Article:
Obama backs US assault weapons ban

White House says president "actively supportive" of reinstating ban on assault weapons in aftermath of school massacre.

    The White House has said that President Barack Obama is "actively supportive" of efforts in the US Congress to reinstate an assault weapons ban.

    White House spokesman Jay Carney said on Tuesday that Obama would also support legislation to close the gun show "loophole", which allows people to buy guns from private dealers without background checks.

    The president has pledged to address gun violence in the coming weeks following Friday's deadly shooting at a Connecticut elementary school that killed 26 people, including 20 children and six adults.

    Obama had vowed to use "whatever power this office holds" to protect American children from gun violence, suggesting he may put political muscle behind the assault weapons ban. He has long supported reinstating the ban, which expired in 2004, but never pressed for it in his first term.

    Senator Dianne Feinstein, a Democrat, plans to introduce legislation to reinstate the ban early next year.

    Also on Tuesday, Obama spoke with West Virginia Senator Joe Manchin, a conservative Democrat and avid hunter who is now supportive of a national discussion on preventing gun violence.

    Public split

    The US public has been split over tougher gun laws, and there is no early indication that the Newtown shootings are changing many minds.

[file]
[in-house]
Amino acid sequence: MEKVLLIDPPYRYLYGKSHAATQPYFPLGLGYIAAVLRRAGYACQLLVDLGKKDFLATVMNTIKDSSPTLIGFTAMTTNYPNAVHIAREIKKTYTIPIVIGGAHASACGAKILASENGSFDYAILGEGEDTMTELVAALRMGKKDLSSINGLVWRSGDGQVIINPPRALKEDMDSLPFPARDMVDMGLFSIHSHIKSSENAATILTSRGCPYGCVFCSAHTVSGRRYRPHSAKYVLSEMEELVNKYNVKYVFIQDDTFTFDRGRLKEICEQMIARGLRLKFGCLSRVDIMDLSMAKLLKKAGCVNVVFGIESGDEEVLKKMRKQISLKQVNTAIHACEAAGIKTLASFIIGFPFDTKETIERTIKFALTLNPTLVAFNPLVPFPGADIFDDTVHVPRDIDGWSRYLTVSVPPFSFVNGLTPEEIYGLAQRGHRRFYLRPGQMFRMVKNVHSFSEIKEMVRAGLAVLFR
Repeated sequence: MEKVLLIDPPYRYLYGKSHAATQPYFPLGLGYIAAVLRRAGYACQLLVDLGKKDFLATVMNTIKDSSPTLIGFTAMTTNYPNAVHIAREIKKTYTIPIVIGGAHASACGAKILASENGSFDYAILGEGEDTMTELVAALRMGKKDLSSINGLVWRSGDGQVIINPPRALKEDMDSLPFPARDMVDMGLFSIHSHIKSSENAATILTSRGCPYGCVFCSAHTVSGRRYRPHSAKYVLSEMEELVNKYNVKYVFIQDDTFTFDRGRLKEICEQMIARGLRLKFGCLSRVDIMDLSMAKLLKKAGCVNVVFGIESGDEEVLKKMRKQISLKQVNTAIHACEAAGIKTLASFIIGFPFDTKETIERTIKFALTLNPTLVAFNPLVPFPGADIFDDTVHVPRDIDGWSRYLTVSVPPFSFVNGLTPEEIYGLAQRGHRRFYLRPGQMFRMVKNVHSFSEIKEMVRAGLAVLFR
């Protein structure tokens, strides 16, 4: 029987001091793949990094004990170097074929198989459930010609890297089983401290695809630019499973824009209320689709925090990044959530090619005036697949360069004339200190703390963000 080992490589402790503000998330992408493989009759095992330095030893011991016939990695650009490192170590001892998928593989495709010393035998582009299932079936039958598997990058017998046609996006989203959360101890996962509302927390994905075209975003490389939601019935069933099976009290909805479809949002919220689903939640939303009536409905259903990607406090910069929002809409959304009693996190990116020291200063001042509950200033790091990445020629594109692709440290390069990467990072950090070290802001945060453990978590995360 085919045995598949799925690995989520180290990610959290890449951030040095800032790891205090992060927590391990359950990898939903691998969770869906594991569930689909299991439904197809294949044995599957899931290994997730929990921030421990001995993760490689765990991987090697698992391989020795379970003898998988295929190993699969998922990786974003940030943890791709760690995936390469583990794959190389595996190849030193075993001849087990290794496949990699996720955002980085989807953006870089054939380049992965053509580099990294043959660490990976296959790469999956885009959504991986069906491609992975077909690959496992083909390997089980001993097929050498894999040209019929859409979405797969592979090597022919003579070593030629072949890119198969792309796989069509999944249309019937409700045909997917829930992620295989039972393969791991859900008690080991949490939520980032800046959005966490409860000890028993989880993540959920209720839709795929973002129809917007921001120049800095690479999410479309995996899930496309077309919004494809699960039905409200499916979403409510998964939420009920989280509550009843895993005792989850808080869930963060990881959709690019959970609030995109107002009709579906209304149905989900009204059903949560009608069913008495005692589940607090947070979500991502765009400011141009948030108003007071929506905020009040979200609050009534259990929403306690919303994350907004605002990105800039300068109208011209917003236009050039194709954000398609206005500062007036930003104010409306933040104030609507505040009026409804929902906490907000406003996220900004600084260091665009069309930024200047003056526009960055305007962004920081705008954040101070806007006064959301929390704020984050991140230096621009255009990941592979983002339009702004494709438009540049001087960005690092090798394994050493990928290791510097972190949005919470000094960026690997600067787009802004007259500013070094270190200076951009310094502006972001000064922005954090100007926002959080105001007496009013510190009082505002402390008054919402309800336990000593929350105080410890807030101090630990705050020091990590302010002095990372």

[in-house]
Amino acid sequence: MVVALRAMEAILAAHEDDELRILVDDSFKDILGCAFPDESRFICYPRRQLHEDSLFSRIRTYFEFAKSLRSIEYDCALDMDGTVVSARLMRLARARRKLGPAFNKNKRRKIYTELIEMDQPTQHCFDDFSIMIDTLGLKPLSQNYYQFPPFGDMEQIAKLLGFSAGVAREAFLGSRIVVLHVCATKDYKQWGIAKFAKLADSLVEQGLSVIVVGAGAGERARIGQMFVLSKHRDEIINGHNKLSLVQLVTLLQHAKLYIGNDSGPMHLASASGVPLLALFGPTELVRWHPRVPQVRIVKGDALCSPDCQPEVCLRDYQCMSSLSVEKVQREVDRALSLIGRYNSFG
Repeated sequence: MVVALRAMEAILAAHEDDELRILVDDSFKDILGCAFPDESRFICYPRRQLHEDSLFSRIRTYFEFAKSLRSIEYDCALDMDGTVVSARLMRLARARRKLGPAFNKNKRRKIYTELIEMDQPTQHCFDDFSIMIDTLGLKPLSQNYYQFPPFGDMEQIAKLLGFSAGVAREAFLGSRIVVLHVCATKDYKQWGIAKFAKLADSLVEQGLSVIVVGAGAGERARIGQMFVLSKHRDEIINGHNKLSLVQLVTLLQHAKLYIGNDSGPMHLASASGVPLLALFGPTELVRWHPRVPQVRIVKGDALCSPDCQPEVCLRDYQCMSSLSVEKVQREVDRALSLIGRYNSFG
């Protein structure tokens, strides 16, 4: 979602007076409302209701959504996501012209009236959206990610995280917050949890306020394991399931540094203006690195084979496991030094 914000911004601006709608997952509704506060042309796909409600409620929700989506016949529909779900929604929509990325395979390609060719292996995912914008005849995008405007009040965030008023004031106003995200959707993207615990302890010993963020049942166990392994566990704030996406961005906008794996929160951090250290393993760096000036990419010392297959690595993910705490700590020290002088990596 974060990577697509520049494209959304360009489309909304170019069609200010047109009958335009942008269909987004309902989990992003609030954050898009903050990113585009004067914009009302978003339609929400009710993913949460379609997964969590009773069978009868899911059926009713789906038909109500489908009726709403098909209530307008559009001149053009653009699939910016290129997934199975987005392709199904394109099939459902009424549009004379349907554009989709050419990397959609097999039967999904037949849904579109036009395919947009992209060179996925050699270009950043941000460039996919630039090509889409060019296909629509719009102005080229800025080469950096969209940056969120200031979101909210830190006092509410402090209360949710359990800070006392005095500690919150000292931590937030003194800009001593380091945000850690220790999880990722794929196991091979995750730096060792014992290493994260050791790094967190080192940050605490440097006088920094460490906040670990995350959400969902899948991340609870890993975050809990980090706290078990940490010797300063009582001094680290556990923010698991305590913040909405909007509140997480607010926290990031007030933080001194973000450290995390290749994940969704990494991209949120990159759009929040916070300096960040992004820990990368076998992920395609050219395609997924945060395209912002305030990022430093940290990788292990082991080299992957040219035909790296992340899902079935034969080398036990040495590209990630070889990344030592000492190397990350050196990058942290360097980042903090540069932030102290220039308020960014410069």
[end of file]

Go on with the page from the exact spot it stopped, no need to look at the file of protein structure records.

Washington Post/ABC News poll conducted over the weekend showed 54 per cent favour tougher laws, about the same as the 51 per cent in favour earlier in the year. Seven in 10 are opposed to banning the sale of handguns to anyone except law enforcement officers, the highest percentage since 1999.

    Obama's bid for a national discussion on gun violence may be helped by several prominent gun-rights advocates in Congress now backing his call.

    "Everything should be on the table," Manchin declared on Monday. Republican Senator Chuck Grassley of
    Iowa proposed a debate not just about guns but also about mental issues.

    Virginia's Mark Warner, one of the few Senate Democrats who has found favour with gun rights groups, reversed course to back restrictions on assault weapons.

    "The status quo is not acceptable anymore," he said.

    Harry Reid, the Democrat majority leader, vowed that Congress would soon "engage in a meaningful conversation and thoughtful debate about how to change laws and culture that allow violence to grow".

    The Senate Judiciary Committee will hold hearings on gun violence early next year.

    SOURCE: Al Jazeera and agencies


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